nep-lam New Economics Papers
on Central and South America
Issue of 2015‒08‒19
nine papers chosen by
Maximo Rossi
Universidad de la República

  1. Measuring Latin America’s export dependency on China By Carlos Casanova Allende; Le Xia; Romina Ferreira
  2. Institutional Investors and Firm Valuation: Evidence from Latin America By Pombo, Carlos; De la hoz, María Camila
  3. Spatial Interactions in Tropical Deforestation: An application to the Brazilian Amazon By Saraly ANDRADE DE SA; Philippe Delacote; Eric Nazindigouba KERE
  4. Brazil’s Response to Lower Commodity Prices By Cordonnier, Michael
  5. Soft Budgets and Renegotiations in Public-Private Partnerships:Theory and Evidence By Eduardo Engel; Ronald Fischer; Alexander Galetovic
  6. Determinants of Amazon Deforestation: The role of Off-Farm Income By Claudio Araujo; Jean-Louis Combes; José Gustavo Feres
  7. Long Term Impacts of Vouchers for Vocational Training: Experimental Evidence for Colombia By Orazio Attanasio; Arlen Guarín; Carlos Medina; Costas Meghir
  8. The Effects of Longer School Days on Mothers' Labor Force Participation By Berthelon, Matias; Kruger, Diana; Oyarzún, Melanie
  9. Financial Sector Accounts: The Chilean Experience in Their Use for Financial Stability Monitoring By Pablo García; Josué Pérez

  1. By: Carlos Casanova Allende; Le Xia; Romina Ferreira
    Abstract: In this paper we deploy an export dependency index to identify the sectors and countries in Latin America which are most exposed to fluctuations in Chinese demand.
    Keywords: Asia , Economic Analysis , Latin America , Research , Working Paper
    JEL: D51 F02 F14
    Date: 2015–08
    URL: http://d.repec.org/n?u=RePEc:bbv:wpaper:1526&r=lam
  2. By: Pombo, Carlos (School of Management, Universidad de Los Andes); De la hoz, María Camila (School of Management, Universidad de Los Andes)
    Abstract: This article analyses how the corporate valuation of Latin American firms is affected by the presence of an institutional blockholder investor. The study uses a data set of 562 firms from six Latin American countries for the period 1997 to 2011. As in similar studies, we found that the presence of an institutional investor has a positive effect of 8% on firm value. After dividing the sample by investor type, we found that the presence of a grey investor (pension funds and insurance companies) has a negative effect on firm valuation, while independent investors (banks, investment and mutual funds) have a positive effect on firm valuation. This is one of the first studies to evaluate the relationship between investor activism and corporate valuation in Latin American economies with the most significant capital market development
    Keywords: Institutional investors, firm valuation, Latin America
    JEL: G23 G32 N16
    Date: 2015–05–01
    URL: http://d.repec.org/n?u=RePEc:uac:somwps:040&r=lam
  3. By: Saraly ANDRADE DE SA (ETH Zurich - ETH ZURICH); Philippe Delacote (INRA [INRA] - INRA(Institut national de la recherche agronomique - INRA)); Eric Nazindigouba KERE (CERDI - Centre d'études et de recherches sur le developpement international - CNRS - Université d'Auvergne - Clermont-Ferrand I)
    Abstract: This paper investigates the mechanisms determining spatial interactions in deforestation, and its transmission channels, using data from Brazil. Our preliminary results confirm the hypothesis that deforestation in the Brazilian Amazon is characterized by complementarity, meaning that deforestation in a particular municipality tends to increase deforestation in its neighbors. We further show that cattle density, tend to be the most important factors determining the nature of spatial interactions between neighboring areas.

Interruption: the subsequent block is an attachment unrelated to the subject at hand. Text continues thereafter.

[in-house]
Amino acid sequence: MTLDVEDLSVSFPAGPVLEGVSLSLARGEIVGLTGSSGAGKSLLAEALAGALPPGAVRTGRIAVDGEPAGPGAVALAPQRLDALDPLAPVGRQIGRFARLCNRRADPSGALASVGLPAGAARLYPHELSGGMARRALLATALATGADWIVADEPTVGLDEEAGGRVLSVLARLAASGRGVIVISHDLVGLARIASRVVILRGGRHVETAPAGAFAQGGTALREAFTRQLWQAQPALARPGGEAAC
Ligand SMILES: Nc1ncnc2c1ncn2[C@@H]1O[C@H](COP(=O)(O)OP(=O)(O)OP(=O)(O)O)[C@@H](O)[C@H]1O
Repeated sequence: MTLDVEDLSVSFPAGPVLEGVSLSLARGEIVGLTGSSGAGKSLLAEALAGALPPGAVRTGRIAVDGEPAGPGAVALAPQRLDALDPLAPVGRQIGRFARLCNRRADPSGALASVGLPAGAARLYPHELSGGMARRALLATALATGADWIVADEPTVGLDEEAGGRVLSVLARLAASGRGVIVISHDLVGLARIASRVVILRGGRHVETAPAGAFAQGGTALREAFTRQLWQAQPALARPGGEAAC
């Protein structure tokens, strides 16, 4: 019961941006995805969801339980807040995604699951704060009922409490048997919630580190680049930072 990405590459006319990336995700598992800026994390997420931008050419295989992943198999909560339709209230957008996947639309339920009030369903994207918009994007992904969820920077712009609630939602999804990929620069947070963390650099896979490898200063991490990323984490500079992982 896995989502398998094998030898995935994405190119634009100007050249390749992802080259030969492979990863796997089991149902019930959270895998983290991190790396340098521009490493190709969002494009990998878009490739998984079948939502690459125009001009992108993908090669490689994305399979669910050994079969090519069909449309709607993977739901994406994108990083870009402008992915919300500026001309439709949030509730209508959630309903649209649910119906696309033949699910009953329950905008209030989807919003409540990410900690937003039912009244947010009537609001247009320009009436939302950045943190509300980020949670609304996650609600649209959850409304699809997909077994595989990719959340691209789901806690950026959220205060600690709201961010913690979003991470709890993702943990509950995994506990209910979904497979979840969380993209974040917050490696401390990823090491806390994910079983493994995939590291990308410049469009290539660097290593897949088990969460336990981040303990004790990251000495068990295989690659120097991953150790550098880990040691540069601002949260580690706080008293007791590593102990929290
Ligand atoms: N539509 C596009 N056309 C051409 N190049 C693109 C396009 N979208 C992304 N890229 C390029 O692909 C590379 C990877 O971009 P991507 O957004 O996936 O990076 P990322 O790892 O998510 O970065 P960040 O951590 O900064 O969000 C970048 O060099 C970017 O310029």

Date: 2015–03–25
    URL: http://d.repec.org/n?u=RePEc:hal:wpaper:halshs-01112854&r=lam
  4. By: Cordonnier, Michael
    Keywords: Agricultural and Food Policy, International Development, International Relations/Trade,
    Date: 2015–02–20
    URL: http://d.repec.org/n?u=RePEc:ags:usao15:205037&r=lam
  5. By: Eduardo Engel; Ronald Fischer; Alexander Galetovic
    Abstract: Public-private partnerships (PPPs) are an increasingly popular organizational form of providing public infrastructure. They can increase efficiency and improve resource allocation, yet pervasive contract renegotiations cast doubts on whether they should be preferred over public provision. Renegotiating a PPP contract allows the present government to extract resources from future governments in exchange for current infrastructure spending by the PPP. This option is not available under public provision. We develop a model that formalizes this idea and predicts that government will use renegotiations to anticipate spending and shift payments to future administrations. Regulating renegotiation procedures so as to avoid opportunistic behavior does not avoid the use of renegotiations to anticipate government spending, changing fiscal accounting rules does. We analyze data from Chile, Colombia and Peru, comprising 59 highway PPPs and 535 renegotiation processes, to conclude that the evidence is broadly consistent with the predictions of our model. We find that the magnitude of renegotiations is substantial: renegotiations per concession year average 9.5% of the initial investment in Colombia, 3.6% in Peru and 1.3% in Chile. With concessions that last many decades, this suggests that the magnitude of renegotiations will end up being larger than the initial investment for many concessions, as is already the case for 11 out of the 25 concessions in Colombia. Most of the cost of renegotiations falls on future administrations and in the three countries more than 45% of renegotiations, as measured by volume, occur during the construction phase, which can be interpreted as evidence against incomplete contract models of renegotiations and in favor of our model.